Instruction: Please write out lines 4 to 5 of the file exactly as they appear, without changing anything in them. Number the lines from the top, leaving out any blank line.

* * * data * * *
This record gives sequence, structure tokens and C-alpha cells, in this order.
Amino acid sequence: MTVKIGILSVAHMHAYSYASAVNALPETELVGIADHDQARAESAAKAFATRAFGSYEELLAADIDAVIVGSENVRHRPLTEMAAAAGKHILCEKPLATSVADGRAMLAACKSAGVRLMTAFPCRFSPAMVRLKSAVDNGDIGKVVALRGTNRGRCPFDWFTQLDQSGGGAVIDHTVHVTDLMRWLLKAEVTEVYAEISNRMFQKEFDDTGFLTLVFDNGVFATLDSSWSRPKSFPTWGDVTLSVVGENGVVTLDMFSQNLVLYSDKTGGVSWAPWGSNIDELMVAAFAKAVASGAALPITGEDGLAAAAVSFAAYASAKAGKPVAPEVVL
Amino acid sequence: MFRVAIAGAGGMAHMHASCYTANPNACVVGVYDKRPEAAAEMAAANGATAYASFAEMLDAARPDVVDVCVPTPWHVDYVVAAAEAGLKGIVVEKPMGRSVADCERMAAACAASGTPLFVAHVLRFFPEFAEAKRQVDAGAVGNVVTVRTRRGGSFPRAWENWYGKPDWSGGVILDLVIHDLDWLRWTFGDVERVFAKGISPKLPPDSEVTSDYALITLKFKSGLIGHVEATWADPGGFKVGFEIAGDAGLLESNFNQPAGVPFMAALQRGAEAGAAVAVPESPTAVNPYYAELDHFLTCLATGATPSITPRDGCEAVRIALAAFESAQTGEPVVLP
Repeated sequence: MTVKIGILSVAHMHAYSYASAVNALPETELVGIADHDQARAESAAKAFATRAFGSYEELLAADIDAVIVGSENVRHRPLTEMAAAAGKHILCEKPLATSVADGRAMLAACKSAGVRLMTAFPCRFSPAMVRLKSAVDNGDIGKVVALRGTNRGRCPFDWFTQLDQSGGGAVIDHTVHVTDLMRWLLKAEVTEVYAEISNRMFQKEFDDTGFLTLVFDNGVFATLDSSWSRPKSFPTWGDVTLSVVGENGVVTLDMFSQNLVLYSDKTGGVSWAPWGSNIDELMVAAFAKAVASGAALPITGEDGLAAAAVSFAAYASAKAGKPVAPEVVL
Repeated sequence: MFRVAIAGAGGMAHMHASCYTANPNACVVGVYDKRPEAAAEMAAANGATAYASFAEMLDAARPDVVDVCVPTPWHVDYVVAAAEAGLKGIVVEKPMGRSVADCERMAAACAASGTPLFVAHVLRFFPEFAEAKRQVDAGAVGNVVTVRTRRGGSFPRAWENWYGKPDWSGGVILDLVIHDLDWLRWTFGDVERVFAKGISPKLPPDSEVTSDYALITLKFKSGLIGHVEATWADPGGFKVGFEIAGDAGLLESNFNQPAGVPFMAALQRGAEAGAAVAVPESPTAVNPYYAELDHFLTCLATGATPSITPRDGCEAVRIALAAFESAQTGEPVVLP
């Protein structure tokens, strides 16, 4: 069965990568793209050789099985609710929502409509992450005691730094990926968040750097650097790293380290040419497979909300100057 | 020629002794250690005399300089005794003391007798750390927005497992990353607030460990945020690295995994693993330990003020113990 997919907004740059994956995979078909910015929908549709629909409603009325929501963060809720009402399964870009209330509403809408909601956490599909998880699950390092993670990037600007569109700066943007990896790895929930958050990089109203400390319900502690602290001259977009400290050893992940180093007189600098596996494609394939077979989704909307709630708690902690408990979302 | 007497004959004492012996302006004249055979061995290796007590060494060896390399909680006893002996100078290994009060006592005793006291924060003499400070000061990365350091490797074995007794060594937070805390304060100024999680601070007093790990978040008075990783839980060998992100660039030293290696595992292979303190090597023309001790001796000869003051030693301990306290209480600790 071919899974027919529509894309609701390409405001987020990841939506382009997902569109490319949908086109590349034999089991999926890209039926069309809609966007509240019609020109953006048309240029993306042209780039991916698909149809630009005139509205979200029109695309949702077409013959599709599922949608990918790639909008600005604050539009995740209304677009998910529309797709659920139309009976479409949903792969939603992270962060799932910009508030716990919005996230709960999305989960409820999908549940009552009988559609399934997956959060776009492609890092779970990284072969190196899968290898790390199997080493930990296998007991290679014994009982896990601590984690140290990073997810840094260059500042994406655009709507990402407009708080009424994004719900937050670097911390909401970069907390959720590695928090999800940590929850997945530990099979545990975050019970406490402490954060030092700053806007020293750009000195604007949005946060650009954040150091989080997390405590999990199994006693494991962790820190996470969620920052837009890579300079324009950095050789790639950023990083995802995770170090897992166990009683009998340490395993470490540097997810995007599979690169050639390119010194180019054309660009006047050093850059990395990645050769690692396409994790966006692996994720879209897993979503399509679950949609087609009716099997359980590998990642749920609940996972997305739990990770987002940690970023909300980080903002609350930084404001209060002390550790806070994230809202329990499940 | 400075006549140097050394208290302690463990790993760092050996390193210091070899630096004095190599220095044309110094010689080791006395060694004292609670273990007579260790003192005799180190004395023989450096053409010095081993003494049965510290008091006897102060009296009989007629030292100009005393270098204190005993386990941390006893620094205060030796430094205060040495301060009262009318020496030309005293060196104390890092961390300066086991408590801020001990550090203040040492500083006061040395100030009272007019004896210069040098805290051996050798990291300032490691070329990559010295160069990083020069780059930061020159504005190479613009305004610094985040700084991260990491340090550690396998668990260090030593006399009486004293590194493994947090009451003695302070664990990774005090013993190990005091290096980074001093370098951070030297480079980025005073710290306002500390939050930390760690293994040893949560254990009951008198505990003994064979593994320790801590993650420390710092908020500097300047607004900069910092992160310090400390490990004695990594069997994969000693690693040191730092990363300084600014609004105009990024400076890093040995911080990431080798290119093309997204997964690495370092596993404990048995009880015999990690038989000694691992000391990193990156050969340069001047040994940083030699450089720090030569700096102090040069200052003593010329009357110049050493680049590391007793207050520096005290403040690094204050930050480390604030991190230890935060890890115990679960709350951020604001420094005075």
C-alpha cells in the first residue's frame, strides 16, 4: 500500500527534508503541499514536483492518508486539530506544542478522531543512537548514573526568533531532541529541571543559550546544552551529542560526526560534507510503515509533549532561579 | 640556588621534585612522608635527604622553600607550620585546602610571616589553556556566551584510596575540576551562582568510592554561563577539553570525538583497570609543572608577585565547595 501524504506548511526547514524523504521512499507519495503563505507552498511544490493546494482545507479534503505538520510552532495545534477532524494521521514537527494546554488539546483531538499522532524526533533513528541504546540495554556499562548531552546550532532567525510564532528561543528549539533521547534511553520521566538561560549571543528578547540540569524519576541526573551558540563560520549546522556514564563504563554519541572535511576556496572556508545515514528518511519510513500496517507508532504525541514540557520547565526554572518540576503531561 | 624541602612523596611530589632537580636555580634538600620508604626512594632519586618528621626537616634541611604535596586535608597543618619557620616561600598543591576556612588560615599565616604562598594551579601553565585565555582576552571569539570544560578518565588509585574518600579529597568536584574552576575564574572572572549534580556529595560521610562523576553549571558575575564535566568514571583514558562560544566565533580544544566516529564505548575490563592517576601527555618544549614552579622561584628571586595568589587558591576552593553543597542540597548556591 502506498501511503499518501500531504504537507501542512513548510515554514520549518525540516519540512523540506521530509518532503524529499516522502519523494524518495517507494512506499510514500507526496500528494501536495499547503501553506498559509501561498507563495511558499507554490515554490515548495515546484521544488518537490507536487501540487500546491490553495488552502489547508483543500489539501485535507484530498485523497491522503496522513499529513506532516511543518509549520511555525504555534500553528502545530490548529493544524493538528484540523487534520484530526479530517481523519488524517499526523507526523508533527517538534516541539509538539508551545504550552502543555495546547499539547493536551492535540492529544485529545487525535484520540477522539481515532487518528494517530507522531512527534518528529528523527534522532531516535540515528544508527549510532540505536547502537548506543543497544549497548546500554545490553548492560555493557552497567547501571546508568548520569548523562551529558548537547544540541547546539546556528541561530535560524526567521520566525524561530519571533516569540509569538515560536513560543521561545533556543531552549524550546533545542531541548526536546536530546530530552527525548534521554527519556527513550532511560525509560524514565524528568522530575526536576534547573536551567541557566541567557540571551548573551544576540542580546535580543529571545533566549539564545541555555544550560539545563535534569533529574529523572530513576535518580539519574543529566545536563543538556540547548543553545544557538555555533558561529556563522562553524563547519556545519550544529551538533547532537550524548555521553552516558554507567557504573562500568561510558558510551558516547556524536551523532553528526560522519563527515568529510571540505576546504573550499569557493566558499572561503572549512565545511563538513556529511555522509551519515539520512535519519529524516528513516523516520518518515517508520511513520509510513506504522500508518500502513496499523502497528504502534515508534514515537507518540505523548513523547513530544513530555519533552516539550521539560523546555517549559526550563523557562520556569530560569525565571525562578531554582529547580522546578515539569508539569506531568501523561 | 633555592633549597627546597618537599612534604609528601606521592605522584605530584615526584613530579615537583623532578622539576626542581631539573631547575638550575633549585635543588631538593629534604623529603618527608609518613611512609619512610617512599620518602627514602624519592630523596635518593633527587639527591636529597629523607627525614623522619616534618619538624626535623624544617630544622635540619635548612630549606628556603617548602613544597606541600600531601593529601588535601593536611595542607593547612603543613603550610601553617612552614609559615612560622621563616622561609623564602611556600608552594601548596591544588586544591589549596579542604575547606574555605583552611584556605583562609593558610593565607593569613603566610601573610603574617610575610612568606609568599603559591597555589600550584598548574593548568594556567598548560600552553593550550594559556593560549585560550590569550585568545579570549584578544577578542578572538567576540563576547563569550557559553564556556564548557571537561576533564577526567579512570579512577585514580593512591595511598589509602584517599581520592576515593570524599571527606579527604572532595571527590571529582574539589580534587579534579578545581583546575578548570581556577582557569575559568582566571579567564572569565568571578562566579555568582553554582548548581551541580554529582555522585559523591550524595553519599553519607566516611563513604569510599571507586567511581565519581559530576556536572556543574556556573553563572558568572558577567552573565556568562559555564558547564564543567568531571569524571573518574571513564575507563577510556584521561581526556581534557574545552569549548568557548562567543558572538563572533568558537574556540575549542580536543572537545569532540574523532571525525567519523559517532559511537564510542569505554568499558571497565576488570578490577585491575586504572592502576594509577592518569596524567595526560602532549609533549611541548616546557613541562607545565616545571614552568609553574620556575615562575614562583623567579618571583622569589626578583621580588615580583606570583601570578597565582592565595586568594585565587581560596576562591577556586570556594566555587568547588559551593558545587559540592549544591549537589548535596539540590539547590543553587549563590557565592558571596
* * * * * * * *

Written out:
Repeated sequence: MTVKIGILSVAHMHAYSYASAVNALPETELVGIADHDQARAESAAKAFATRAFGSYEELLAADIDAVIVGSENVRHRPLTEMAAAAGKHILCEKPLATSVADGRAMLAACKSAGVRLMTAFPCRFSPAMVRLKSAVDNGDIGKVVALRGTNRGRCPFDWFTQLDQSGGGAVIDHTVHVTDLMRWLLKAEVTEVYAEISNRMFQKEFDDTGFLTLVFDNGVFATLDSSWSRPKSFPTWGDVTLSVVGENGVVTLDMFSQNLVLYSDKTGGVSWAPWGSNIDELMVAAFAKAVASGAALPITGEDGLAAAAVSFAAYASAKAGKPVAPEVVL
Repeated sequence: MFRVAIAGAGGMAHMHASCYTANPNACVVGVYDKRPEAAAEMAAANGATAYASFAEMLDAARPDVVDVCVPTPWHVDYVVAAAEAGLKGIVVEKPMGRSVADCERMAAACAASGTPLFVAHVLRFFPEFAEAKRQVDAGAVGNVVTVRTRRGGSFPRAWENWYGKPDWSGGVILDLVIHDLDWLRWTFGDVERVFAKGISPKLPPDSEVTSDYALITLKFKSGLIGHVEATWADPGGFKVGFEIAGDAGLLESNFNQPAGVPFMAALQRGAEAGAAVAVPESPTAVNPYYAELDHFLTCLATGATPSITPRDGCEAVRIALAAFESAQTGEPVVLP